New Main/Typically Silly Weather

Categories Sailing Log
2012_04_29_sail.jpg

It was a squirrely day out there, but we remembered the battens this time and got the new mainsail hoisted for the first time. I had no idea how great a new sail would be.

But let’s back up. It’s rare to have a day of triumphant victories without some pathetic moments sprinkled in to keep a sailor guessing. Sustained westerly winds over the last few days had pushed a lot of the water out of the bay, which we fully understood only after getting to the point where we could neither get the boat back on the trailer nor out into floatin’ water. With the help of the motor, a boat hook, and a marina guy pulling on our dock lines, we essentially portaged the boat out to the end of the dock.

The wind at this point was non-existent—maybe a Force 1 on the Beaufort Scale. I thought it might be tough to actually give the new mainsail a valid test, but the forecasts were for it to pick up to 9-12kts later, and at least this lull would allow for a relaxing ceremonial insertion of the battens in calm air.

Except that literally as we touched the sail, the wind piped up enough to make handling the sail on deck annoying. We persevered, and got it sorted out without flogging the sail—it would have been far more convenient to just raise the sail as we went to add the lower battens, but we we’re trying to be very careful and didn’t want it to flutter needlessly, since that’s bad for sails.

We had enough water to get out of the cove and we lowered the keel and rudder when we got out into bay. Jen then manned the halyard and hoisted the main, marking the first time we’d actually seen all of it at one time.

I had obsessed over buying a new sail for a long time, and was eventually convinced by the online sailing community that it would be a noticeable improvement, although I had no context for knowing what that meant. All I can say is that they were right. It’s like a new boat. I was overshooting tacks by 20° because for the first time ever, we can actually point. We had the weather vane inside the reference tabs on the windex (that is not the fastest way to sail, but was previously impossible.) Also, our sail controls actually worked. Our outhaul made obvious and dramatic improvements, as did the vang. I could see the sail twist and the draft position and actually change it. I bought a cunningham hook three years ago and have never used it, but now I’m going to try. And although I was warned that I shouldn’t use the sail in high winds early in its life, we’d soon prove that we don’t heel as much and can leave a lot of sail up way longer than we ever could before.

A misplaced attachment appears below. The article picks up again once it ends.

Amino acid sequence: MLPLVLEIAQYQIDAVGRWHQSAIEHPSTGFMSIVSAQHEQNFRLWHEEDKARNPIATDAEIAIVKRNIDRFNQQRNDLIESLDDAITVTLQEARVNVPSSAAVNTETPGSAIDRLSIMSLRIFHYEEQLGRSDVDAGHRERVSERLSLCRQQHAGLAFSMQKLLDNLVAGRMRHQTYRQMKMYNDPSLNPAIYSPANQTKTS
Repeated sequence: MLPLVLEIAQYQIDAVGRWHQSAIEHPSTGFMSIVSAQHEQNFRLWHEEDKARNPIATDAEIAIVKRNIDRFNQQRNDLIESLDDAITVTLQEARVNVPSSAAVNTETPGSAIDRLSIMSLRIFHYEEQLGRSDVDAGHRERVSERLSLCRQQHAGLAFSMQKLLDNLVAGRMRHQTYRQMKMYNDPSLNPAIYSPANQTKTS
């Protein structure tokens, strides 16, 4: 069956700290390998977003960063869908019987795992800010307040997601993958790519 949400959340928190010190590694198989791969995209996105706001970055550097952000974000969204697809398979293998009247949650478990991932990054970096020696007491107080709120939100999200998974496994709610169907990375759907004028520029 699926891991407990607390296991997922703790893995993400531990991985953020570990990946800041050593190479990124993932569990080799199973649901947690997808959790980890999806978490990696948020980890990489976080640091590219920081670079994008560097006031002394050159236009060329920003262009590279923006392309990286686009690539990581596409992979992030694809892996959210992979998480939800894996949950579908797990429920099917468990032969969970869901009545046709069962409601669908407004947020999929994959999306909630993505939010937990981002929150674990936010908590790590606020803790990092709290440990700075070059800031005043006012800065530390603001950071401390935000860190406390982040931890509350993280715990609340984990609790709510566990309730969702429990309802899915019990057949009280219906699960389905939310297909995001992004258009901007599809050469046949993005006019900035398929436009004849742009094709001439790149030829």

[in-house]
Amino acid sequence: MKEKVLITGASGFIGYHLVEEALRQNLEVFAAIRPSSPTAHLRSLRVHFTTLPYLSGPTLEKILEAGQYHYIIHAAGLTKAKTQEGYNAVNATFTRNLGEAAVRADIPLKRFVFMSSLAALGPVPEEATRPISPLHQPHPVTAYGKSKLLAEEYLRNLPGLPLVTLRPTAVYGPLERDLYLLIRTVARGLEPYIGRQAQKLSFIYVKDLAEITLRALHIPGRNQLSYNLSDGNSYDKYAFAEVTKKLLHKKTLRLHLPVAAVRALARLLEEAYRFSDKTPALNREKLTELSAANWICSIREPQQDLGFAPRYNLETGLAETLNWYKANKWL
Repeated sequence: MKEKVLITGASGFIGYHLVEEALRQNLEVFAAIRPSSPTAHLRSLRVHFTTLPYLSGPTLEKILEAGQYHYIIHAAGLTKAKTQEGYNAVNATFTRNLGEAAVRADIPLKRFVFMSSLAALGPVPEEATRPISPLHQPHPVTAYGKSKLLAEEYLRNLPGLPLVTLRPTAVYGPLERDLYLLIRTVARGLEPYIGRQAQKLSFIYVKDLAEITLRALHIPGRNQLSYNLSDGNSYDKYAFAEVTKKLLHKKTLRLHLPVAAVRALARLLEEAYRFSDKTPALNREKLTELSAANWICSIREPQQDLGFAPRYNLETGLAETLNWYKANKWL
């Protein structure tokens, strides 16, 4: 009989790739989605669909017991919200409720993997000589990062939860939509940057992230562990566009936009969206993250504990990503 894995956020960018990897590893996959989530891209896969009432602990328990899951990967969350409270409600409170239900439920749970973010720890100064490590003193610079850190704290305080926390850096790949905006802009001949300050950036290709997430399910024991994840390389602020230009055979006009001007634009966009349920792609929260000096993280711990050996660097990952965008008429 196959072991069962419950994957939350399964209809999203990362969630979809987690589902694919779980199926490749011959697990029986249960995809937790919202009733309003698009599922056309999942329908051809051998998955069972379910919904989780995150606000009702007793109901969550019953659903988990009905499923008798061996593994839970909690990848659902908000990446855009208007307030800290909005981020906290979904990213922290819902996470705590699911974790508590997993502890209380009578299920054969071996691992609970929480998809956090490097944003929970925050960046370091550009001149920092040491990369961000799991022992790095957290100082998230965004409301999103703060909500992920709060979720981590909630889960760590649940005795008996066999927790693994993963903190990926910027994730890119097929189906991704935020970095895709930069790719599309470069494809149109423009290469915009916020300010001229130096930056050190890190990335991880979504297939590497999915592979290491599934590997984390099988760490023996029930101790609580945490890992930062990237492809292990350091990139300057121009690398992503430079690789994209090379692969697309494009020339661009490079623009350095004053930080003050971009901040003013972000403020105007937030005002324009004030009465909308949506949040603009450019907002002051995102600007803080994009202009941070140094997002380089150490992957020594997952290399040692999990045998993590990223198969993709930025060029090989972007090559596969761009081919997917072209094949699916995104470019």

Stupid Wind

We had just deployed the jib and were getting reacquainted with sailing as a proper sloop again when Old Man Wind stumbled drunkenly through the saloon doors. We started getting gusts to 20kts (and even more ridiculously, not always from the direction of the prevailing wind (?)) and put the rail in the water a couple times before I struck the jib.

The preponderance of whitecaps were indicating to me that we were in reefing weather, but without the jib Fortuitous got right back on her feet and we were sailing fast. I remembered back to the warnings about pushing a fresh sail, but I also remembered back to the manual of my first new car with a stick shift which cautioned against full throttle acceleration in the first 1000 miles, and I can tell you how that went. We were hauling.

The most annoying thing was that it was cold. Neither of us had enough layers on for the wind which was surprisingly in our faces, so when we got down to BB we jibed and sailed back on a very broad reach, which was somewhat less annoying. Although sailing downwind doesn’t necessarily impart the same sense of speed, we were still sailing ridiculously fast (for us). I’m not saying that I trust the accuracy of our telephone-based GPS “system” but for a relative comparison, it usually says that we sail around 4 knots and change. Surfing down the waves coming back we hit 6.3, which is the highest number we’ve ever seen: on just the main.